John Faraclas reports from WISTA-UK’s 4th Annual debate to commemorate the International Women’s Day 2012
As I have been heavily involved since 1980 with the creation1 of the perfect Scrap yard – I maintain the word or phrase Scrap yard as I do not wish to hide behind politically, socially and business correctness and call it “Recycling” or “Demolition” or whatever else they call it, it was the perfect opportunity to attend and support WISTA’s Anniversary for the International Women’s Day, as well as …hustle the “system”, the “establishment” if you like, for losing, since 1980, valuable time and money, arguments and above all loss of human life!
Setting the scene:
A full house, with an international audience, including high calibre journalists, at The Mission to Seafarers HQ’s in College Hill at the City of London, listen and then heavily questioned the speakers and the other members of the panel. The topic was: “ Ship Recycling and Hong Kong Convention”, with the motion being: “This house believes that the Hong Kong Convention offers the only enforceable regulatory regime for hip recycling”. The Moderator: Paul Gunton, Fairplay’s Chief Editor; the main speakers: Dr. Nikos Mikelis, Head of Marine Pollution Prevention and Ship Recycling section at the IMO and Ms Ingvild Jenssen, Director NGO Ship Breaking Platform; the panel included the iconic Jim Davis, CBE K (DK), Chairman of IMIF, the WISTA-UK Ambassador and the charismatic Katy Ware, Permanent Representative of the UK at the IMO.
Dr. Mikelis in his usual simplistic style and humor, backed with good structured evidence maintained that the IMO takes a pragmatic approach and that there are evident improvements over the last eight years that he is visting the Subcontinent and other areas.
Ms Jenssen insisted that the Hong Kong Convention doesn’t cover everything and objected to beaching. As far as the only – the word used for the Convention, well… she has a small point… but not that this points, in my view leads to the solution.
Jim Davis explained that when the scrapping areas become economically stable they abandon this business.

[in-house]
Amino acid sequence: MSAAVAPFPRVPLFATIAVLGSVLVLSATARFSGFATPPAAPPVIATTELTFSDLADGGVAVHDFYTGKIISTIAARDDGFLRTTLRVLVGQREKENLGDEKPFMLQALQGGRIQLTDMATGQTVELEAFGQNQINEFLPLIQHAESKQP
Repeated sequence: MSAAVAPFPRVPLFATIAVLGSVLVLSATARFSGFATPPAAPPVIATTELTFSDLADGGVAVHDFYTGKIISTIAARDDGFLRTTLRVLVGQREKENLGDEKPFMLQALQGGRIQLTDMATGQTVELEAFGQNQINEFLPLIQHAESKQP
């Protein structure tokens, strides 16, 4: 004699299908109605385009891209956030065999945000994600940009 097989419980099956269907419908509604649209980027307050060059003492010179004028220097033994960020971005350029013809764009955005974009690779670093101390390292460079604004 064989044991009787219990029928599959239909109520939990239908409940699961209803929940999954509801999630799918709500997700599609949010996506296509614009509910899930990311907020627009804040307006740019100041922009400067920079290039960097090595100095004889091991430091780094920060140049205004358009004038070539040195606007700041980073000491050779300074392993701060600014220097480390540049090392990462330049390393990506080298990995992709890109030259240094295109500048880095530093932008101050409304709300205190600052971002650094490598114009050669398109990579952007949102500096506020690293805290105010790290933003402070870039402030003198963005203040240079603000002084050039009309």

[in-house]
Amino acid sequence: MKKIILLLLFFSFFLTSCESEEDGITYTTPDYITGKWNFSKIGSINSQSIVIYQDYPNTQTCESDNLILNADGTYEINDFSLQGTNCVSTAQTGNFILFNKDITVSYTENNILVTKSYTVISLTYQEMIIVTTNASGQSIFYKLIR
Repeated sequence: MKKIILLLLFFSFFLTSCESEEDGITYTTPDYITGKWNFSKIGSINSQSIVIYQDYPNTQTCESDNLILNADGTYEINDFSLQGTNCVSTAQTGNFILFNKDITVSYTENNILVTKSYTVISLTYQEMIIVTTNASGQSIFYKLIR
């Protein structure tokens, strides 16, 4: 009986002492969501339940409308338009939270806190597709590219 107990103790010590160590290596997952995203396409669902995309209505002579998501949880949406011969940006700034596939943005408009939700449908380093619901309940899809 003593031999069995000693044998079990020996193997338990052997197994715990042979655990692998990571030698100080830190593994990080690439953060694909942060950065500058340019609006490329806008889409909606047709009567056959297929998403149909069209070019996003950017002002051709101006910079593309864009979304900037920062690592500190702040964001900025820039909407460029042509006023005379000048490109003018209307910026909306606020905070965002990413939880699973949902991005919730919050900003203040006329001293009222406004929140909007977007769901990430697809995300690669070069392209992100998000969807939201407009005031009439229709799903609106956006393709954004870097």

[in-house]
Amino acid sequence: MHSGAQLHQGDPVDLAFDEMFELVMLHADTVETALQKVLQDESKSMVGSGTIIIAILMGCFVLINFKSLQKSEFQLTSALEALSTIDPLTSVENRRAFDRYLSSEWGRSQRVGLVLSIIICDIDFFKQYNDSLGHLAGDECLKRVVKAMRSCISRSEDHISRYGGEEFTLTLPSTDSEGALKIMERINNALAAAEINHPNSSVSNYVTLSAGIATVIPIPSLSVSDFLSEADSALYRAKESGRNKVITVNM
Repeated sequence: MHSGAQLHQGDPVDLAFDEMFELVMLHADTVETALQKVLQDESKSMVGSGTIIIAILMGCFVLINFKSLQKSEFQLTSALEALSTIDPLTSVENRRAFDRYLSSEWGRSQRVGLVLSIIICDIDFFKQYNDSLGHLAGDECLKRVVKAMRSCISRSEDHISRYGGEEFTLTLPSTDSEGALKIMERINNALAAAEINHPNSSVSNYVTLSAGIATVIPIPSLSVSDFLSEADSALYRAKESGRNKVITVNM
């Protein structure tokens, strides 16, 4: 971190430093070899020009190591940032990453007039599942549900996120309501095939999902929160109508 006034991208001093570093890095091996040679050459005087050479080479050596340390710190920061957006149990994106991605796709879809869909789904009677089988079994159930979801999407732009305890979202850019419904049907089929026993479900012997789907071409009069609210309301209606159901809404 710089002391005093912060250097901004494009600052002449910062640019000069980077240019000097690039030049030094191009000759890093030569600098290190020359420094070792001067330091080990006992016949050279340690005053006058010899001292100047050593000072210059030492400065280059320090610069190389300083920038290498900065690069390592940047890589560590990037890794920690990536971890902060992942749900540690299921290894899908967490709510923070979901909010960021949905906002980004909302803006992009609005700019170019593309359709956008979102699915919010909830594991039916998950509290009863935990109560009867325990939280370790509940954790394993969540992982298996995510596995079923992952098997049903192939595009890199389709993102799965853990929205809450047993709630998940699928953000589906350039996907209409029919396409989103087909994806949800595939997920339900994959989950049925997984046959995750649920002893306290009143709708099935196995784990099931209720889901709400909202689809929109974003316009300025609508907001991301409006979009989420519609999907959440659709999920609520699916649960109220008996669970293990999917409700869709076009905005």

Katy Ware explained that SOLAS and MARPOL where initially an option but proved unsuitable to regulate the industry.
The delegates for their own intents and purposes strongly argued that the changes by the new conventions harm the sellers (shipowners) and “regulators” should create an all purpose materialiasable regime.
These and other arguments will endeavour to bring you in more detail once we have the full transcripts from the organisers – WISTA UK.
Worth to mention that Philippa Wright, Past President 1998-2008 was honoured with a special citation in recognition for her dedicated work in the shipping industry and beyond; her skills and professionalism have enormously changed the industry, particularly for shipping careers – a real breakthrough! It is about time to read that she is included in this year’s Queens List of Honours.
The question time continued well after the event ended with nice wine, refreshments and dips!
Maria Dixon, the current WISTA-UK President and her team, did their utmost to ensure the success of the event. So, watch this space, when we will bring you the full coverage for a further internet debate. You will also have our side of the story with undisputable facts on beaching, dismantling and politics involved to break the impulse and assist all involved for a pragmatic solution. As said when putting my case forward to the panel, laser cutting equipment coupled with other technical and environmental, as well as more human “accessories”, will definitely improve the industry and end unnecessary burdens and hustles.
Being a former shipbroker I do know the loopholes, as well as the unnecessary losses and damages which one way or another must end. On the other hand, too much eco-friendly unjustifiable support for the industry, cannot be materialised in the way its “devotees” believe ; we as a site warmly provoke all for a live TV debate!